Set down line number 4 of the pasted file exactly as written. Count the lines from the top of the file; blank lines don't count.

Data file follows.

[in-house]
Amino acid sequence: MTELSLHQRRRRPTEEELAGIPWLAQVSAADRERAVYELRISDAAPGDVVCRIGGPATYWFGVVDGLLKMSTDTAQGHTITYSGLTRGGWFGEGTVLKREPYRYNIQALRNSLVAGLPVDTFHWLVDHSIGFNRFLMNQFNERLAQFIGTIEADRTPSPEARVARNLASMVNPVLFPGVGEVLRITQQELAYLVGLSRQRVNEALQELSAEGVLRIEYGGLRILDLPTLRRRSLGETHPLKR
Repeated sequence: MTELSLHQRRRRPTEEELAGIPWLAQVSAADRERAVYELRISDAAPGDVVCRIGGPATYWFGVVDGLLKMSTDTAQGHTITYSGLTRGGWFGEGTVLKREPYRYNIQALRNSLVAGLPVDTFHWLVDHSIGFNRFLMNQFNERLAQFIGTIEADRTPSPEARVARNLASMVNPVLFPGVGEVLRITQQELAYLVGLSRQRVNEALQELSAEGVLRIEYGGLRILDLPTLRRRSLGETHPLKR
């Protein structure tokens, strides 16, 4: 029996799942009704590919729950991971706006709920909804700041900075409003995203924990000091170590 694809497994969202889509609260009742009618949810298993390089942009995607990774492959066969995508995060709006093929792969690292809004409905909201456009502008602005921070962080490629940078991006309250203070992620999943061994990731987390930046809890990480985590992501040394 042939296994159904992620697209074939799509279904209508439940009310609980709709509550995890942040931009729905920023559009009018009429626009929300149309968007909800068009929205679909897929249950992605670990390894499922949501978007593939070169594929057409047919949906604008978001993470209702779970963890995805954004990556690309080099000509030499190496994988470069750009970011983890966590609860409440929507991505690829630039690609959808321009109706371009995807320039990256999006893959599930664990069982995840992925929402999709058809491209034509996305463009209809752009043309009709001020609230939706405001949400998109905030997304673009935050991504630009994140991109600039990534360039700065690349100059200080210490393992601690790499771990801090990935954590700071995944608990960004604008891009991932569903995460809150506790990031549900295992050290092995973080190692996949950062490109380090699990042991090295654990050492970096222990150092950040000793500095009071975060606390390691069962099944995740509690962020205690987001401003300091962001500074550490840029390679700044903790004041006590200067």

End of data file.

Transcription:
């Protein structure tokens, strides 16, 4: 029996799942009704590919729950991971706006709920909804700041900075409003995203924990000091170590 694809497994969202889509609260009742009618949810298993390089942009995607990774492959066969995508995060709006093929792969690292809004409905909201456009502008602005921070962080490629940078991006309250203070992620999943061994990731987390930046809890990480985590992501040394 042939296994159904992620697209074939799509279904209508439940009310609980709709509550995890942040931009729905920023559009009018009429626009929300149309968007909800068009929205679909897929249950992605670990390894499922949501978007593939070169594929057409047919949906604008978001993470209702779970963890995805954004990556690309080099000509030499190496994988470069750009970011983890966590609860409440929507991505690829630039690609959808321009109706371009995807320039990256999006893959599930664990069982995840992925929402999709058809491209034509996305463009209809752009043309009709001020609230939706405001949400998109905030997304673009935050991504630009994140991109600039990534360039700065690349100059200080210490393992601690790499771990801090990935954590700071995944608990960004604008891009991932569903995460809150506790990031549900295992050290092995973080190692996949950062490109380090699990042991090295654990050492970096222990150092950040000793500095009071975060606390390691069962099944995740509690962020205690987001401003300091962001500074550490840029390679700044903790004041006590200067």